Batman: The Murder Machine #1
Written by Frank Tieri and James Tynion IV
Art by Riccardo Federici and Rain Beredo
Lettering by Tom Napolitano
Published by DC Comics
‘Rama Rating: 9 out of 10
If last week’s Batman: The Red Death was a case study in Alan Moore’s “One Bad Day” theory of Batman becoming a villain, Batman: The Murder Machine #1’s great source of dread is that it isn’t one particular bad day, but any one of us or our heroes can be utterly changed and corrupted by any number of catastrophes both world-shaking and profoundly personal. Writers Frank Tieri and James Tynion IV deliver an impressive story that is captivating from start to finish, while artist Riccardo Federici and colorist Rain Beredo deliver an onslaught of highly detailed and engaging panels. The result is both a story and visual presentation that reflects the human/machine dichotomy of its two subjects, Batman and Cyborg.
The Murder Machine’s contrast compared to The Red Death starts on the first page. Readers don’t get the full view of Batman becoming the Murder Machine. Instead, we open on Cyborg in the Justice League Satellite having a video conversation with his father when the system alerts him to Batman’s presence. Earth-44’s Murder Machine Batman surprises Cyborg and quickly knocks him to the ground while uttering a line that will have eerie resonance throughout the issue, “I’m here to help.” A flashback ensues and readers are treated to another Bruce Wayne corrupting “bad day.” Batman’s rogues take turns in brutalizing Alfred in the first of a handful of genuinely upsetting and distressing scenes in the comic, with Bruce Wayne-44’s repeated viewings of footage of Bane breaking Alfred’s back before killing him kicking off the violence in the issue that gets pretty close to being outright uncomfortable - though with a title like “Murder Machine,” it’s to be expected. This is a mature comic book and it takes advantage of that effect, becoming a single-issue adrenaline shot for an unexpecting reader.
Bruce, who has digitized Alfred’s consciousness with Cyborg’s help, seeks to artificially reconstruct his beloved father figure. The AI malfunctions and begins to continually self-replicate as it systematically murders every one of Batman’s threats in an effort to protect his charge, all while repeating the cold mantra of “How may I help you?” Despite Victor’s protests, Bruce goes against Victor’s warnings and lets the Alfred-AI’s into the Batcave, where they infest and overtake his body and humanity. This scene is described through dialogue, which works well enough in establishing it as a gruesome instance, but it does seem odd that a comic book in which an elderly man’s back is broken, a man’s head is ripped from his body with his spine attached a la Sub-Zero’s classic Mortal Kombat fatality, and the main universe’s Cyborg is hopelessly ripped limb from limb, that it chooses this pivotal moment to happen off-panel.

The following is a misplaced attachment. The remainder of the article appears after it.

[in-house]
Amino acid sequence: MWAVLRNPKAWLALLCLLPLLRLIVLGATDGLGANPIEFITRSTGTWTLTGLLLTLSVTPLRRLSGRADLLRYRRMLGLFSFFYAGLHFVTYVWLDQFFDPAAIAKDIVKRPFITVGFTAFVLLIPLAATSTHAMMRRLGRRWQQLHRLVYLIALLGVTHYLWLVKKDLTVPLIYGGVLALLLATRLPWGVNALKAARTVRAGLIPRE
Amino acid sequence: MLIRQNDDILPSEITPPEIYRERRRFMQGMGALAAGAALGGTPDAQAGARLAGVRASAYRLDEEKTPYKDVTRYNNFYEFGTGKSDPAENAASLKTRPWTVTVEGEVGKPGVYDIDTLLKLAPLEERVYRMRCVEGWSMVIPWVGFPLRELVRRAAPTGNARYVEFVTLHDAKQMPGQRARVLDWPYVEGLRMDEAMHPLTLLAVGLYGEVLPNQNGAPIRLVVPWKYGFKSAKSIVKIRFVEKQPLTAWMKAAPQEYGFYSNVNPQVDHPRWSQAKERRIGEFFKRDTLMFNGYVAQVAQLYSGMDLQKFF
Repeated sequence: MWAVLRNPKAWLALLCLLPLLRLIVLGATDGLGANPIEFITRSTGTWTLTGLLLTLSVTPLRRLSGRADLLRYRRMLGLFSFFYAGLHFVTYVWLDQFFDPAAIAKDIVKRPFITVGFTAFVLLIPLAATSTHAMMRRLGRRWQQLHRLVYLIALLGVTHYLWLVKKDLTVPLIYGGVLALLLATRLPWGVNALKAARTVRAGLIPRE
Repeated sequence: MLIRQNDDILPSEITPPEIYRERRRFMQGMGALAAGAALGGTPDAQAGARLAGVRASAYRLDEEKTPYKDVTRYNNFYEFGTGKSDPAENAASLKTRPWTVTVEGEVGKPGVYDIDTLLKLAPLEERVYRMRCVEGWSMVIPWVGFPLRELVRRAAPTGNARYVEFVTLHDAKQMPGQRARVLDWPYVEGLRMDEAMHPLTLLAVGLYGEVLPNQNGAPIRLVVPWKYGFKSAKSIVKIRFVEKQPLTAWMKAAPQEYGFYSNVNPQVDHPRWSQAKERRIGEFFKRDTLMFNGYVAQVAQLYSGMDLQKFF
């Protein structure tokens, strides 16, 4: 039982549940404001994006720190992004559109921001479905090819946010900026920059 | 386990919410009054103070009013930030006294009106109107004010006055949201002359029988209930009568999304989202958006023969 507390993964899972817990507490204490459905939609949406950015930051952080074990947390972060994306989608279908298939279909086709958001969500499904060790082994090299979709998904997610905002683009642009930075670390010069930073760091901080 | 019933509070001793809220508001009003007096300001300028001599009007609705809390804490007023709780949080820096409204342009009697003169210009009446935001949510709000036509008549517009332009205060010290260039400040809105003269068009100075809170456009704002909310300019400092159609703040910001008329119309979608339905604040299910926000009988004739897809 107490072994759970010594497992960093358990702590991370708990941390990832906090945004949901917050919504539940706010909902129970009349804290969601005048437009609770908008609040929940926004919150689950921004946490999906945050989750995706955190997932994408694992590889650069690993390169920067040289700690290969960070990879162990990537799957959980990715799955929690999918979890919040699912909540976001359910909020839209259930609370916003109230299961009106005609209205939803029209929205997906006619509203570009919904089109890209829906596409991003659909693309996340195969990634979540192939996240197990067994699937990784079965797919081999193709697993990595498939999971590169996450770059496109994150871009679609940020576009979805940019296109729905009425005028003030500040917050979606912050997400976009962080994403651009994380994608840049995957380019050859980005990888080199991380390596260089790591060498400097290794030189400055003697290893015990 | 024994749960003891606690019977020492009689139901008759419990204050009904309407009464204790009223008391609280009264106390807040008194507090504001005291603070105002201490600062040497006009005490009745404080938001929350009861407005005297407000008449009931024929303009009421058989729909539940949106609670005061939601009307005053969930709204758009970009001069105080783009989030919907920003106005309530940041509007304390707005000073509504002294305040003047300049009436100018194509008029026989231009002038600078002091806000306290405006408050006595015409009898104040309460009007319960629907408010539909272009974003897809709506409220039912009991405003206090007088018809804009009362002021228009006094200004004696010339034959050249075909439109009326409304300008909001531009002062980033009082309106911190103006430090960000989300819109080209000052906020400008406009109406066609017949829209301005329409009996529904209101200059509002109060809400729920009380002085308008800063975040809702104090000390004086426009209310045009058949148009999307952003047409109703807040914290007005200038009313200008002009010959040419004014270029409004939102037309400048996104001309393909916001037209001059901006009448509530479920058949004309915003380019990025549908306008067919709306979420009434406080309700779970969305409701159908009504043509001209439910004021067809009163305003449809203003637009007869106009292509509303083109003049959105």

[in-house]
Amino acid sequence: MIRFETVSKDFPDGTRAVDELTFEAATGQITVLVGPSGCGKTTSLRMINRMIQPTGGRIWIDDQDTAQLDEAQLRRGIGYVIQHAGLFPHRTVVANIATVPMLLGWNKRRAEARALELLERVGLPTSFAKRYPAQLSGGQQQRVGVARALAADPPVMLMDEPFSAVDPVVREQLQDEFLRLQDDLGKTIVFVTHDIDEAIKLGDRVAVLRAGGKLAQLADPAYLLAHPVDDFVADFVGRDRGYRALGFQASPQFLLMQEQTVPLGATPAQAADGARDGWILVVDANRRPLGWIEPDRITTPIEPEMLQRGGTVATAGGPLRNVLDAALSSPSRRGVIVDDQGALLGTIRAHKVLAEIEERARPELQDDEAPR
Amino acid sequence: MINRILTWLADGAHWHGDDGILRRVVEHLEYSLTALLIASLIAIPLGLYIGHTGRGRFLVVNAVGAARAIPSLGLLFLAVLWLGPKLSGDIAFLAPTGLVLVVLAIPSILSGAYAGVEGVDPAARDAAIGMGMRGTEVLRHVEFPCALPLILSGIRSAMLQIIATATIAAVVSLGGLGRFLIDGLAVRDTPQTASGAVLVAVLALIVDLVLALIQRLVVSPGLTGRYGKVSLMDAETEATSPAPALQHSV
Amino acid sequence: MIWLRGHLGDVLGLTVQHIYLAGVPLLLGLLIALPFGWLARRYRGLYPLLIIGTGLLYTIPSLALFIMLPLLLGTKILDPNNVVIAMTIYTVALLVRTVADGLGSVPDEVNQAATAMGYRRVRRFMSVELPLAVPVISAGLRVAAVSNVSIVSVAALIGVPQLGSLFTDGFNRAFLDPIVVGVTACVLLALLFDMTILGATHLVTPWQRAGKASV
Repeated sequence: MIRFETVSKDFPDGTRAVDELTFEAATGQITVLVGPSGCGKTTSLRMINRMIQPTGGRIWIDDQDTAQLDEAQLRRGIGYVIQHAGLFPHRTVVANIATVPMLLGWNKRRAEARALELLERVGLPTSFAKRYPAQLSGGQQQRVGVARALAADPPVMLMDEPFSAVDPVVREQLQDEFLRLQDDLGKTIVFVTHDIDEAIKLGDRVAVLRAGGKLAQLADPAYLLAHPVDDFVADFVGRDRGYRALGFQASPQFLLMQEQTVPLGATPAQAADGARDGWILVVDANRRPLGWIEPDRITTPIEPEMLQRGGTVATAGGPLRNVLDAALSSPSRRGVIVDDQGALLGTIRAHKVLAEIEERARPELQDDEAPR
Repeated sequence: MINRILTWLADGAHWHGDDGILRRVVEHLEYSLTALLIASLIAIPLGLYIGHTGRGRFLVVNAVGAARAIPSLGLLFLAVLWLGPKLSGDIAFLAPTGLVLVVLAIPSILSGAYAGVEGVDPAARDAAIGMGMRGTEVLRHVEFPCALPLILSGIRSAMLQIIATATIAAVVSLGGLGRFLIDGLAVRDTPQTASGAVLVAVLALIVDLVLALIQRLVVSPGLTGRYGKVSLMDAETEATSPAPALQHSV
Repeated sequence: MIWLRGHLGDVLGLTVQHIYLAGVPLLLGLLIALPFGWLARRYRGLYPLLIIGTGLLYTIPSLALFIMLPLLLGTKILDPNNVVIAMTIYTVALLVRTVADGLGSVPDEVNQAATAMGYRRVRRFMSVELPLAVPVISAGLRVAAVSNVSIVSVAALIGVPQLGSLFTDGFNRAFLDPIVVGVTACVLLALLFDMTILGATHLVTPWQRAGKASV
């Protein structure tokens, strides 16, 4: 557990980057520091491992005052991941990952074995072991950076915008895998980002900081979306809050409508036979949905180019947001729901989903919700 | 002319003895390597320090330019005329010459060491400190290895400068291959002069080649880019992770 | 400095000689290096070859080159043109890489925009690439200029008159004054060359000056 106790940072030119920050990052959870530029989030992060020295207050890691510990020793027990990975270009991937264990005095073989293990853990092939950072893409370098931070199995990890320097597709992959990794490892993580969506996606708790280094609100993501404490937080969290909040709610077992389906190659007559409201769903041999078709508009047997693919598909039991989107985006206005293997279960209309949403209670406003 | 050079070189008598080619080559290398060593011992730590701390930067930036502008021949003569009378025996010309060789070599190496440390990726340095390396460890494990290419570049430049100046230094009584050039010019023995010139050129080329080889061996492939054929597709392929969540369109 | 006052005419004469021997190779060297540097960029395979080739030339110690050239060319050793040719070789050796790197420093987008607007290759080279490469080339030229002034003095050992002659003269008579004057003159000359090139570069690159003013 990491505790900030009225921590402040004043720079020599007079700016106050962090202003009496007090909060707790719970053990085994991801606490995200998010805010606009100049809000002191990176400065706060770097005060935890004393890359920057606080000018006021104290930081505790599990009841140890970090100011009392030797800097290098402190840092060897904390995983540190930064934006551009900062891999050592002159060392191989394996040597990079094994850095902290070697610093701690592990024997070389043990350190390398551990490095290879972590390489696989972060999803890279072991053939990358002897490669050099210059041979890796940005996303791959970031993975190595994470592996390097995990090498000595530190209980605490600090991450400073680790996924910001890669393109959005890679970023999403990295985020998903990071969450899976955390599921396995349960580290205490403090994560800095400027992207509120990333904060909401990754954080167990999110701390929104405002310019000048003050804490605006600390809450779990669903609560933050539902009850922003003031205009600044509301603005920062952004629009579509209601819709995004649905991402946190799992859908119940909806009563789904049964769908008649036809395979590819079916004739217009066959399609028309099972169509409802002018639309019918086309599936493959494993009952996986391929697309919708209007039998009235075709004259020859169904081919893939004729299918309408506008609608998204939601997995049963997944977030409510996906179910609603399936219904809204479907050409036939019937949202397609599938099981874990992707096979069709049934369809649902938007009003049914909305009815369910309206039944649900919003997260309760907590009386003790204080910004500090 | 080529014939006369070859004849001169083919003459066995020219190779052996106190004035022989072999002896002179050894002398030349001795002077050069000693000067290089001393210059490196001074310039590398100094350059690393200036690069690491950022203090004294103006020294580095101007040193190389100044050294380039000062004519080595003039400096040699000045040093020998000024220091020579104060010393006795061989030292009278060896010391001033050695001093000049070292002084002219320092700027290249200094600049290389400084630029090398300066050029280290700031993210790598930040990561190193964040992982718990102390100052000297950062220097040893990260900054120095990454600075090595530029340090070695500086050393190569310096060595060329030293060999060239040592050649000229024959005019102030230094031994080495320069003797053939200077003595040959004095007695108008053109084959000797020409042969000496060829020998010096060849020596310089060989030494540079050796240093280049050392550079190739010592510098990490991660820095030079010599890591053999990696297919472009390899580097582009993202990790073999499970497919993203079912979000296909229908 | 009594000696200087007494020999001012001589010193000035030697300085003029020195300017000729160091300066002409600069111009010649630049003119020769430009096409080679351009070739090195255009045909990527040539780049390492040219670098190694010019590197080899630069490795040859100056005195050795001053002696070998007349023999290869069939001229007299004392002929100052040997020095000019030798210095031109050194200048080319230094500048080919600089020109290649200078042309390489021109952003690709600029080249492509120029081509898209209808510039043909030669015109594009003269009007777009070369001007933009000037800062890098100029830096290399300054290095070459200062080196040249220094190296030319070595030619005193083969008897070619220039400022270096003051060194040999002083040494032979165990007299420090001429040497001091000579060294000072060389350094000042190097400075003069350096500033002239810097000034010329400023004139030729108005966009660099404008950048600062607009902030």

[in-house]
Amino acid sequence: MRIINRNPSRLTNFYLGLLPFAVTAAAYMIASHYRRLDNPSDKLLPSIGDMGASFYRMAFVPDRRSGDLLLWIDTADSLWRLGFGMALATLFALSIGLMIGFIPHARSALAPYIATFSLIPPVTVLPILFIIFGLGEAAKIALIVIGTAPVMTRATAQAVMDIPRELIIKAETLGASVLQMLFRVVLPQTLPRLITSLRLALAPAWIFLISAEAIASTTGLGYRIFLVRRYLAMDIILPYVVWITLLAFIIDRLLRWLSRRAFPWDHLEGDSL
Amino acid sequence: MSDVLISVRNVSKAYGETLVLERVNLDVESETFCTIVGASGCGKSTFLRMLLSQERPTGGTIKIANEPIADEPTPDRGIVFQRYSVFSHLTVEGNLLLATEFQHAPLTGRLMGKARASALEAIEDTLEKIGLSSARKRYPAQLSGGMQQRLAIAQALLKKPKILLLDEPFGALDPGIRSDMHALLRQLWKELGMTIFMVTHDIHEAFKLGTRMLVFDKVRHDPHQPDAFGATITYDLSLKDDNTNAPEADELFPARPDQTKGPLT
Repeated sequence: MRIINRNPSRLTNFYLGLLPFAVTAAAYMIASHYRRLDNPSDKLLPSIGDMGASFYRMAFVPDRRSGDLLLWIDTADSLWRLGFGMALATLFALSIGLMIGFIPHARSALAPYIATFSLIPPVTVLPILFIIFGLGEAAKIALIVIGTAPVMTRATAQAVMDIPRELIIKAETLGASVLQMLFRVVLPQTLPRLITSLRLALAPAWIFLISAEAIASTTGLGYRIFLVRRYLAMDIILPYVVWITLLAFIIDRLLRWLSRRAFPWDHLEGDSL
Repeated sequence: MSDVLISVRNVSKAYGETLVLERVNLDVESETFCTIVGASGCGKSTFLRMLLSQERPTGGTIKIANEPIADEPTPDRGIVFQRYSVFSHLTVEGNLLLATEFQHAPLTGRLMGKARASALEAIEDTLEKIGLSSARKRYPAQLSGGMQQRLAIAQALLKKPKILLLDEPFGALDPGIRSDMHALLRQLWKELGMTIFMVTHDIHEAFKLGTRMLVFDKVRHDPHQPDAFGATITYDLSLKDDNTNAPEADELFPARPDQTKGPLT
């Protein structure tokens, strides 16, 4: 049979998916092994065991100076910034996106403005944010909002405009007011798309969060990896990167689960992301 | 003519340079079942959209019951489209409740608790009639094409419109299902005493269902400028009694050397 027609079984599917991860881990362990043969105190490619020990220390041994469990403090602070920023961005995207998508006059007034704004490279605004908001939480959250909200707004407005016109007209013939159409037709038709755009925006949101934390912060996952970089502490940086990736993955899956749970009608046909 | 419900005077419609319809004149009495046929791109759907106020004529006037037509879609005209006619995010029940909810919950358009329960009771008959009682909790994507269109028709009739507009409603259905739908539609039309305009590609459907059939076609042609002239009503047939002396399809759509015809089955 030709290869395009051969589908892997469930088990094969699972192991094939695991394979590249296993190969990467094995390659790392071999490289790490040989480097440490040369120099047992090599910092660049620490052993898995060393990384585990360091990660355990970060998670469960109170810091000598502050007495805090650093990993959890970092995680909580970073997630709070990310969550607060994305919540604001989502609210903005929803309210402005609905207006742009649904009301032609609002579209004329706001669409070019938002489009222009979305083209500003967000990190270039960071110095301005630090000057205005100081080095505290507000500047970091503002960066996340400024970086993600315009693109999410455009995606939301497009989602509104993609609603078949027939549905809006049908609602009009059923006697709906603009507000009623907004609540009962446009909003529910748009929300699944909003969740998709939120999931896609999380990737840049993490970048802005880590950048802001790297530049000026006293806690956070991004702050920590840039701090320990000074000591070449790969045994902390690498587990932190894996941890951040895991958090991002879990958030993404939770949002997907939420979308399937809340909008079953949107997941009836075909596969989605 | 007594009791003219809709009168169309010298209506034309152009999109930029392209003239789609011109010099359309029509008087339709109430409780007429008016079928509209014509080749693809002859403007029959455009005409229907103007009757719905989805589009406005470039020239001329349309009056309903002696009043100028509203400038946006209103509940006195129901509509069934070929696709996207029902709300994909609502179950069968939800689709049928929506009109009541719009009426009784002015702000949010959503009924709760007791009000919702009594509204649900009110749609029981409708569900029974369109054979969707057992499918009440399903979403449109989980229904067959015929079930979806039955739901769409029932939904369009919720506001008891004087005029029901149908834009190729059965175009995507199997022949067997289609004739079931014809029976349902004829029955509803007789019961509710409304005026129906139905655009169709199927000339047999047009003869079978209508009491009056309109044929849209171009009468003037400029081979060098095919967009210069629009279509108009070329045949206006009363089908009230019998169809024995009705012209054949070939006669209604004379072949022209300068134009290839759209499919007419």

Artistically, Federici’s work bears some resemblance to Juan Giménez’s work on The Metabarons, with the fine attention to detail and coloring courtesy of Beredo gives the issue an aesthetically timeless quality. Strip all dialogue from this comic and it would be hard to peg when exactly in the past thirty years this issue came out. This issue’s thematic interest in father and son dynamics juxtaposed with humanity and cybernetic dynamics makes a comparison to Jodorowsky’s classic interesting to explore, especially as Tieri and Tynion avoid making the Murder Machine a cold, android parody of Bruce Wayne. Murder Machine’s dialogue when specifically focused on Alfred takes on vaguely religious tones with the level of reverence and devotion implicit in the text, which also parallels the dogmatic transhuman and posthuman themes of Metabarons. The dialogue is strong throughout, and Cyborg’s father demanding to know “How can I help you?!” as his son is being mutilated is particularly striking.
While the art is noteworthy, there is something about the Murder Machine’s face that is distracting in some panels, particularly when it has a grimace that originates an uncannily long distance from the center of his face. Apart from that, few artists have been able to depict the melding of technology with organic material as effectively as Federici, with the ever changing and tentacle laden depictions making the cybernetically enhanced Batman downright alien. The plot also has some minor issues. While most of the flashbacks appear delicately placed, the last one feels arbitrary and disrupts some of the narrative flow. It’s hardly major, and most readers will likely not be bothered or even notice.
With Batman: The Murder Machine #1, this event again bears some of its strongest fruit in the issues that would otherwise seem like throwaways or inessential. And while you may not need this issue to understand the main event storyline, it's hard to not emphatically recommend it for readers who are enjoying where Dark Nights: Metal. It’s also hard to not find yourself eagerly anticipating the next tie-in given the strength of this one, which is a sentiment few comic readers often have.